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Post By
Blue Beetle

In Reply To
Astro

Subj: Action Comics #858 [SPOILERS]
Posted: Tue Nov 20, 2007 at 05:21:52 am CST
Reply Subj: Re: All Star Superman #8...brillaint insight on Superman... [SPOILERS]
Posted: Mon Nov 19, 2007 at 11:25:34 pm CST (Viewed 1 times)

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> All Star Superman #8 introduces two new Kryptonian astronauts who take Superman's place when he was stuck in the Bizarro World. These two astronauts are cocky and push Superman around until they realize that kryptonite poisoning has left them sick and dying. Superman puts them into the Phantom Zone in order to save them, giving them both a purpose and their gratitude.
>
> What I loved about it was that it pointed out something that is kind of lost in the latest Superman stories: he is a scientist son and that is why he doesn't interfere with changing the world dramatically.
>
> I thought that was a brilliant insight as to what makes Superman tick, but also what differentiates him from other Kryptonians. The Kryptonians depicted in All Star Superman were Astronauts who were very gung-ho and pretty much calling Superman a wimp because he is the son of a scientist. This tells you a lot about Kryptonian culture: they had this huge hubris and a chip on their shoulder that wasn't patient or observant of the world. It finally makes sense that Krypton wouldn't listen to a scientist...scientists are geeks compared to the gung-ho Astronauts.

It doesn't make that much sense, when you consider that Jor El wasn't believed by the SCIENCE council, which had replaced the Imperialist war council.

These Astronauts seemed to have come from some time out of Krypton's past, before space travel and colonization had become illegal.

From that perspective, their attitude makes sense, but it doesn't really shed any extra light on in the Jor-El/Science Council disagreement.

>
> Kal-el has both of these things, because he is the son of a scientist, and this becomes his defining characteristic. He doesn't barge into things. He takes his time to make sure he gets things right. He doesn't just break Kandor out...he waits patiently and tries his best to find a way to enlarge Kandor without killing inhabitants. He doesn't recreate Krypton on Earth, he shows the world through example and through his actions.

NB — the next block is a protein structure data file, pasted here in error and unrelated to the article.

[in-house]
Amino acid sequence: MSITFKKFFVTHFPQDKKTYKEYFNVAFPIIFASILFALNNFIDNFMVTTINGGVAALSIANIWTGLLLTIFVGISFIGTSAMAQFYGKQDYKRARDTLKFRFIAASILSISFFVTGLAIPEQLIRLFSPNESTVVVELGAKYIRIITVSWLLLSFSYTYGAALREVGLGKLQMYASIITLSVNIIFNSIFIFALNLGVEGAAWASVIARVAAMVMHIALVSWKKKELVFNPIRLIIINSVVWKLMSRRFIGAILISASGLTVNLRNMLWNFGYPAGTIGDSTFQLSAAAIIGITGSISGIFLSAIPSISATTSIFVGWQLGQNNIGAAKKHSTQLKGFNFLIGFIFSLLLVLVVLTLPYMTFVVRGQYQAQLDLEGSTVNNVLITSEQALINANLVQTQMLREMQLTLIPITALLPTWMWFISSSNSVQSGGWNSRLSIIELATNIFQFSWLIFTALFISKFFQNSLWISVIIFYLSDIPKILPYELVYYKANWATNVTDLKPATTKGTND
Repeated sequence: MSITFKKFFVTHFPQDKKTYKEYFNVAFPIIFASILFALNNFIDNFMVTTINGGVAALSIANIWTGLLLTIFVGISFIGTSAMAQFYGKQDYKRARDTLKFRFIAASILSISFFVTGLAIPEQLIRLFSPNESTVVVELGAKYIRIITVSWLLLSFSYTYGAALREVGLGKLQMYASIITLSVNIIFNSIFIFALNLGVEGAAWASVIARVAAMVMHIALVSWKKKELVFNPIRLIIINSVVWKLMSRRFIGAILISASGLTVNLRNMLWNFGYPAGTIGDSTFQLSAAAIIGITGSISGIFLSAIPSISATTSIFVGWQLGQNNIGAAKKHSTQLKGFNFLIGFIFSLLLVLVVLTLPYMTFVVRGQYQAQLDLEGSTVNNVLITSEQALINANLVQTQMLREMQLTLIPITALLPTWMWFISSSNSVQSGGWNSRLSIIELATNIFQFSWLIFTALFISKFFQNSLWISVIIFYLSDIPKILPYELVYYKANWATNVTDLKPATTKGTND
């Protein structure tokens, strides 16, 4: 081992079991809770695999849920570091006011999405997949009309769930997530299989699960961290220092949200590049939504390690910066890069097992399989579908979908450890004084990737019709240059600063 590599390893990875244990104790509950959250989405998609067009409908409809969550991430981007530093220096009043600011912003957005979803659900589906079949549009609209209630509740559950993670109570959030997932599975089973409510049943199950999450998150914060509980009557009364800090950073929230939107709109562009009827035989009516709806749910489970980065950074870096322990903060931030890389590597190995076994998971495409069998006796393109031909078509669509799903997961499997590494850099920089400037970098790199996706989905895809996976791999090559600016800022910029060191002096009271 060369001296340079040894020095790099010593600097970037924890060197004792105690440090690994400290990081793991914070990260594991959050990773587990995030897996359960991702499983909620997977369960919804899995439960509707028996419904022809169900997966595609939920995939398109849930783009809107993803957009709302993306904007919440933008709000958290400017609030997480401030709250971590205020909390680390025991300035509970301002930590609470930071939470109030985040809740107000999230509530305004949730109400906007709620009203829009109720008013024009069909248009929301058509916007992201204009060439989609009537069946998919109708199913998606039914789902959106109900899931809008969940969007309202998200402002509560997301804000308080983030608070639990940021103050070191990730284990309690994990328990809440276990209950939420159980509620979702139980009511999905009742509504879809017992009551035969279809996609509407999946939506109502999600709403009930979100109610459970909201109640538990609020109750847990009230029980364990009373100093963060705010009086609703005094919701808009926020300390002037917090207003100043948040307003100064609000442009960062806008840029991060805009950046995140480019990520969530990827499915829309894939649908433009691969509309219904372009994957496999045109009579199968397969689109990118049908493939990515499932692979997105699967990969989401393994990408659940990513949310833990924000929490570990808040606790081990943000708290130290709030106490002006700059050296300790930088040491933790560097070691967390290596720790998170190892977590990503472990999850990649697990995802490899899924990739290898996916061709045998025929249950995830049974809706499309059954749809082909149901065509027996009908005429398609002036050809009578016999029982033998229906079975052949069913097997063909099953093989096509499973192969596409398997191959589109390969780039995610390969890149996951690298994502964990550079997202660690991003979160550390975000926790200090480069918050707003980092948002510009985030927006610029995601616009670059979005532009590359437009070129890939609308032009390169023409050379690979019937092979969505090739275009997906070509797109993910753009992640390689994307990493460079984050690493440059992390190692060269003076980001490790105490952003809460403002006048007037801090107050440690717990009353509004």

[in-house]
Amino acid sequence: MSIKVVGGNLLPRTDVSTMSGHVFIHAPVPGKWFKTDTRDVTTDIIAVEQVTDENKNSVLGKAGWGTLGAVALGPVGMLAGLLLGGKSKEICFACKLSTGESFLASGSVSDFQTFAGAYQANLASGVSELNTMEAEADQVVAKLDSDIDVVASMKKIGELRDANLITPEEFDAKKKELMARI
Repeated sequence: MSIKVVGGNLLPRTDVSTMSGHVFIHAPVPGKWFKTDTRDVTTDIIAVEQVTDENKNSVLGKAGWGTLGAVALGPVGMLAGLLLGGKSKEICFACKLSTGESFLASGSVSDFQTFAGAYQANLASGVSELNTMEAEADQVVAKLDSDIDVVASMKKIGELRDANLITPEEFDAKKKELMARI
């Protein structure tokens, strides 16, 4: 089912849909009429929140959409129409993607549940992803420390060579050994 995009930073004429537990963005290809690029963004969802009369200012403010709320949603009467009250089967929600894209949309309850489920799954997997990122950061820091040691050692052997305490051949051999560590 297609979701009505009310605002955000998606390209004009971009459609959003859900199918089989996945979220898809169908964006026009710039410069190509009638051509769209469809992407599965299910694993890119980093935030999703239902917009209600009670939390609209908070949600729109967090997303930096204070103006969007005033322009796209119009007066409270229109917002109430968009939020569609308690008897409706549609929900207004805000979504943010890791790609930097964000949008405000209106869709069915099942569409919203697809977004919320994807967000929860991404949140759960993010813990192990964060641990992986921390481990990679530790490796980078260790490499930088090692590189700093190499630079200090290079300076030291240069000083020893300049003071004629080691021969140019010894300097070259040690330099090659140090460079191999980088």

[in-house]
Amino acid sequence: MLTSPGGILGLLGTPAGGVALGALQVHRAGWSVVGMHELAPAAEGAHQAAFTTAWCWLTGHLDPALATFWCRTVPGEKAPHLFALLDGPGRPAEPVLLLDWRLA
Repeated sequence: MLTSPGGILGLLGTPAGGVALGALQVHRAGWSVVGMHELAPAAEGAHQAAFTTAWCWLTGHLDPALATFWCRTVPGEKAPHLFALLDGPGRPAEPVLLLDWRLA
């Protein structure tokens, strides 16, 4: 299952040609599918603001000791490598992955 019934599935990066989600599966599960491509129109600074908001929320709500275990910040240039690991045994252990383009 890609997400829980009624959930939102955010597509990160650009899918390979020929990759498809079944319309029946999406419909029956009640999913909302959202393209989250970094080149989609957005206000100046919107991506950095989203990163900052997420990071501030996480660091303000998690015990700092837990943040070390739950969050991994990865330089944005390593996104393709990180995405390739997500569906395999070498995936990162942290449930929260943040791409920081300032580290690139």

In part, if you believe strongly in the power of genetics.

But he's also the son of a farmer, simple and hardworking, who bends the land to his will to serve his needs, and the needs of the people he serves.

So in that sense, it is very counter to what might be the perceived nature of Superman's family that he is so...reactive.



> In part, if you believe strongly in the power of genetics.
>
> But he's also the son of a farmer, simple and hardworking, who bends the land to his will to serve his needs, and the needs of the people he serves.
>
> So in that sense, it is very counter to what might be the perceived nature of Superman's family that he is so...reactive.




Action Comics #858 SPOILERS

Note the particular comic I'm spoiling:

Action Comics #858 SPOILERS


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So here's my comment:

DC has reinstated a crucial component of the Silver Age mythos. Clark, as a boy, spent time and had adventures with the Legion of Super-Heroes in the 30th century. I would argue that this had as much of an impact on his world view as anything else we could name. To paraphrase Prince: Clark has seen the future and it works! He knows for a fact that in at least one possible future, his approach of leading strictly by example bore good fruit a thousandfold.



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